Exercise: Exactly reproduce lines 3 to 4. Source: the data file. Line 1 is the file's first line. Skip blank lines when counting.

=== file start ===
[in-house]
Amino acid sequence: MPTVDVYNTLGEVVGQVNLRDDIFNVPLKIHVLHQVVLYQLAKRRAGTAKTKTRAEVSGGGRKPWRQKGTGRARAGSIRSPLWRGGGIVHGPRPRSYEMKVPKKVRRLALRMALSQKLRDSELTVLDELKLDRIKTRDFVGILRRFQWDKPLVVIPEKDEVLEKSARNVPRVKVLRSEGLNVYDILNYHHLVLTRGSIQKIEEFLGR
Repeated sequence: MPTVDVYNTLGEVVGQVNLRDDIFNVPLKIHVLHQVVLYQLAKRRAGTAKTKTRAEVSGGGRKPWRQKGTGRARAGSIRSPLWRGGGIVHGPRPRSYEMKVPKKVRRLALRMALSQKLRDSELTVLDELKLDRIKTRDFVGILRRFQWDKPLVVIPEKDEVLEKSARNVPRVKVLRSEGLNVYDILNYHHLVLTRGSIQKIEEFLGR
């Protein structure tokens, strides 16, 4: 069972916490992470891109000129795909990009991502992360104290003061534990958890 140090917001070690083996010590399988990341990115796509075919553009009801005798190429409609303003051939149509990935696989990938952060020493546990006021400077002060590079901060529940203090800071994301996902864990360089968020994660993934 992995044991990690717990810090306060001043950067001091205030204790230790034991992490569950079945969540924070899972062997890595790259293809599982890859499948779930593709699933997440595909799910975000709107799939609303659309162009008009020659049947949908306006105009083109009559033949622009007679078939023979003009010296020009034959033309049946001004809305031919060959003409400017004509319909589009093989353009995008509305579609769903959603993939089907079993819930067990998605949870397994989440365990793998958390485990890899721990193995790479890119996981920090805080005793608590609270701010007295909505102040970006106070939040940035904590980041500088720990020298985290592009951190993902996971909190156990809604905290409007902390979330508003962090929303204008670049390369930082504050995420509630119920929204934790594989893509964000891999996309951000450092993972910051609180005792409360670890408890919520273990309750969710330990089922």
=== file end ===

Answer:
Repeated sequence: MPTVDVYNTLGEVVGQVNLRDDIFNVPLKIHVLHQVVLYQLAKRRAGTAKTKTRAEVSGGGRKPWRQKGTGRARAGSIRSPLWRGGGIVHGPRPRSYEMKVPKKVRRLALRMALSQKLRDSELTVLDELKLDRIKTRDFVGILRRFQWDKPLVVIPEKDEVLEKSARNVPRVKVLRSEGLNVYDILNYHHLVLTRGSIQKIEEFLGR
């Protein structure tokens, strides 16, 4: 069972916490992470891109000129795909990009991502992360104290003061534990958890 140090917001070690083996010590399988990341990115796509075919553009009801005798190429409609303003051939149509990935696989990938952060020493546990006021400077002060590079901060529940203090800071994301996902864990360089968020994660993934 992995044991990690717990810090306060001043950067001091205030204790230790034991992490569950079945969540924070899972062997890595790259293809599982890859499948779930593709699933997440595909799910975000709107799939609303659309162009008009020659049947949908306006105009083109009559033949622009007679078939023979003009010296020009034959033309049946001004809305031919060959003409400017004509319909589009093989353009995008509305579609769903959603993939089907079993819930067990998605949870397994989440365990793998958390485990890899721990193995790479890119996981920090805080005793608590609270701010007295909505102040970006106070939040940035904590980041500088720990020298985290592009951190993902996971909190156990809604905290409007902390979330508003962090929303204008670049390369930082504050995420509630119920929204934790594989893509964000891999996309951000450092993972910051609180005792409360670890408890919520273990309750969710330990089922």